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The slant edge SFR method has become the standard for measuring resolution of lenses and camera systems. It works by scanning a five degree slanted edge to calculate a line spread function. This is differentiated to produce an edge spread function which is in turn passed through a fast Fourier transform to produce an MTF curve (rough description).
EDIT - for the purpose of this question assume there is no anti-aliasing filter since that is a limit independent of the Nyquist Limit.

This article by Peter Burns (the originator) better describes the method.

See the graphs below for an example of a measurement conducted on a Nikon D7000

The measurements would seem to be limited by the Nyquist Limit of the sensor in the camera. See this discussion. But, because the edge is slanted by five degrees it is, in effect, being by super-sampled during the scan.

So my question: does this super-sampling of a five degree edge allow us to measure lens resolution beyond the Nyquist Limit of the camera sensor?

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Measurements were made on this test image for the Nikon D7000 from

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I guess this begs the exactly do we measure the resolution of a lens? I guess I always assumed that the medium used to measure lens MTF always had a higher limit than the lens itself. – jrista Apr 10 '11 at 20:46
According to "The four bins are combined to calculate an averaged 4x oversampled edge. This allows analysis of spatial frequencies beyond the normal Nyquist frequency." So it seems the answer to your question may be yes, but I don't yet understand the method well enough to know why. – Sean Apr 10 '11 at 22:08
@Sean It appears to be an averaging phenomenon. If the line is slanted a bit from the vertical, it might be fair to think of each successive row as sampling the same horizontal signal but shifted a little. This effectively oversamples a single signal. At 5 degrees the slope is about 12, giving about a 12:1 sampling ratio. This should increase the horizontal resolving ability by Sqrt(12) = about 3.5. I suspect that's why the algorithm uses four bins per pixel ("4x oversampled edge"). Thus the answer is definitely "yes." – whuber Apr 11 '11 at 18:49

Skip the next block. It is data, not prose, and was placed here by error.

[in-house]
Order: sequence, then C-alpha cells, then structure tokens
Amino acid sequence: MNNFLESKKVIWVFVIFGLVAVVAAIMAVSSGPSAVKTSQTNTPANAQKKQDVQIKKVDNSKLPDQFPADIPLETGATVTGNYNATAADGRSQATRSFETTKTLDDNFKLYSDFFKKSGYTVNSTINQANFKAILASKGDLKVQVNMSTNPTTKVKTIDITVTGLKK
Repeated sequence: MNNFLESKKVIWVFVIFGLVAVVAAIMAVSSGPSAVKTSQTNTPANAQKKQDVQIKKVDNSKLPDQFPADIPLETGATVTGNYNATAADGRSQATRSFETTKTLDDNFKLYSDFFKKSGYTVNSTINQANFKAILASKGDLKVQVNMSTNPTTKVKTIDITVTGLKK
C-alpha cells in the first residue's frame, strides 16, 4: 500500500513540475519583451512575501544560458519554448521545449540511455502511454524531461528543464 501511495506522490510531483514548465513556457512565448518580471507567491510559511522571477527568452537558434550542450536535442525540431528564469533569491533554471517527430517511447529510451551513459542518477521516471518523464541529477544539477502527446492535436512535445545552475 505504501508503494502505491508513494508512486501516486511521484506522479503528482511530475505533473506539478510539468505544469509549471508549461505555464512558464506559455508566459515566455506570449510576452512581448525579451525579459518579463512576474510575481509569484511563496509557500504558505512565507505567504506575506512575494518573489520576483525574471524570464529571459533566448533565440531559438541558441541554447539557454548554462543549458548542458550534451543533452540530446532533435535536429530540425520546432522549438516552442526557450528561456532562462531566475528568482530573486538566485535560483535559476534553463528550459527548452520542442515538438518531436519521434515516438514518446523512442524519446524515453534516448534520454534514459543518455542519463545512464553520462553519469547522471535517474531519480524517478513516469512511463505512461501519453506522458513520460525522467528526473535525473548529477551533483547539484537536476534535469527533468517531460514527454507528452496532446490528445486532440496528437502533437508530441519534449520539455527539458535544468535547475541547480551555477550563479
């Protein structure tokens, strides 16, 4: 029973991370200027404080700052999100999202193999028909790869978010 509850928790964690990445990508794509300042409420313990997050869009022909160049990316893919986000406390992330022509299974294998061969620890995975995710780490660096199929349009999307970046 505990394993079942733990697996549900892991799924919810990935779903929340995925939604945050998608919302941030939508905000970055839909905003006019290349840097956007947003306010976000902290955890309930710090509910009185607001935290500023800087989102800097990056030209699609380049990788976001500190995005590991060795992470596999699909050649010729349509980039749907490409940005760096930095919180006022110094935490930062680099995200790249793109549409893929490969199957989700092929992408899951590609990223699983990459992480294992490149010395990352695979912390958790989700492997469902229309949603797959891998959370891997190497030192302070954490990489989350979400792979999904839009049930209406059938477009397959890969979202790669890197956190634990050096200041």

@jrista Try this gedankenexperiment: imagine your sensor is a single enormous pixel, but it has highly precise and repeatable output (around 36 bits should do). Focus a single sharp point of light in the middle. Now plot the sensor's response as you slowly shift it sideways until the focused dot is completely off the edge of the sensor. If the lens is perfect, the sensor's response is constant until the dot falls of the edge, then drops to zero. In reality, lens aberrations will spread the dot, causing a spread in the response curve: the amount of spread is the lens resolution. – whuber Apr 11 '11 at 18:55
@All: It might be useful if someone packaged up summaries of the most appropriate references and provided an answer to this question. This was a great question, but it never really received any answers. – jrista May 12 '11 at 17:01

This reply expands on the discussion in the comments.

The averaging idea turns out to be the right one, as ably explained by Douglas Kerr in a nice little online paper. The basic ideas are two:

  1. The lens "resolution" is most fully described by considering the mathematical relationship between the light leaving the subject and what reaches the sensor. This relationship, the "modulation transfer function," can be deduced from the simplest of all possible targets: a perfectly dark half-plane on a perfectly bright homogeneous background. Obviously the image on the sensor should be a region of light abruptly terminating along a perfect line. It never is perfect, though, and the imperfections affect the resolution. Ultimately the MTF is determined by looking at how the light intensity varies as we move straight out from the boundary (in both directions, into the dark and into the light) across the sensor.

  2. It is a statistical fact that averages can be more precise than the measurements of which they are constituted. For typical measurement error, the precision follows an inverse square root law: to double the precision, you need four times as many measurements. In principle you can get as precise as you want by averaging enough independently repeated measurements of the same thing.

    This idea can be exploited (and is) in two ways. One is actual repetition, achieved by taking multiple images of the same scene. This is time consuming. The slanted-edge MTF analysis creates repetition within a single image. It does this by slanting the line slightly. This does not change the MTF in any material way and it guarantees that the patterns of the lens's response do not align perfectly with the sensor's pixels.

    Imagine the line being nearly vertical. Each row of pixels serves (almost) as an independent set of measurements of the MTF. The rows march outward from the line, almost perpendicularly. The pixels are registered with respect to the (ideal) line location in varying ways, producing slightly different patterns of response. Averaging these patterns over many rows has almost the same effect as taking multiple images of the line. The result can be adjusted for the fact that the pixels aren't quite perpendicular to the line.

In this way, the slanted-edge method can detect frequencies in the MTF that exceed the limiting frequency of a single image. It works due to the simplicity and regularity of the test pattern.

I have left out many details, such as checking that the line really is straight (and adjusting for slight deviations from linearity). Kerr's article is accessible--there's almost no math there--and well illustrated, so check it out if you would like to know more.

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